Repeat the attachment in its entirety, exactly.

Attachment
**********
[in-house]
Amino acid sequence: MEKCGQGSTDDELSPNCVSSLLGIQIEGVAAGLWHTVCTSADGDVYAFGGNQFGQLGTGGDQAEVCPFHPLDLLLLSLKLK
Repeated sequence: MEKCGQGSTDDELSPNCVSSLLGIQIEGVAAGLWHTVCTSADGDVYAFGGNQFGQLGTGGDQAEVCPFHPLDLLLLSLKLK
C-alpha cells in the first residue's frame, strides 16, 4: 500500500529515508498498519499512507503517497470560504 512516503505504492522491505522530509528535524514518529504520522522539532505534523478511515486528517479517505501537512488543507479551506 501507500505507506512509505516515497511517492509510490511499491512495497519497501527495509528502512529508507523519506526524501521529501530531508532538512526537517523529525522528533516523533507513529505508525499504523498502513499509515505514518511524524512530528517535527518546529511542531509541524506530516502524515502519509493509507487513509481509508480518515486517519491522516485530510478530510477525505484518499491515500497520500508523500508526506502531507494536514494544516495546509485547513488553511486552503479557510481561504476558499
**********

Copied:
[in-house]
Amino acid sequence: MEKCGQGSTDDELSPNCVSSLLGIQIEGVAAGLWHTVCTSADGDVYAFGGNQFGQLGTGGDQAEVCPFHPLDLLLLSLKLK
Repeated sequence: MEKCGQGSTDDELSPNCVSSLLGIQIEGVAAGLWHTVCTSADGDVYAFGGNQFGQLGTGGDQAEVCPFHPLDLLLLSLKLK
C-alpha cells in the first residue's frame, strides 16, 4: 500500500529515508498498519499512507503517497470560504 512516503505504492522491505522530509528535524514518529504520522522539532505534523478511515486528517479517505501537512488543507479551506 501507500505507506512509505516515497511517492509510490511499491512495497519497501527495509528502512529508507523519506526524501521529501530531508532538512526537517523529525522528533516523533507513529505508525499504523498502513499509515505514518511524524512530528517535527518546529511542531509541524506530516502524515502519509493509507487513509481509508480518515486517519491522516485530510478530510477525505484518499491515500497520500508523500508526506502531507494536514494544516495546509485547513488553511486552503479557510481561504476558499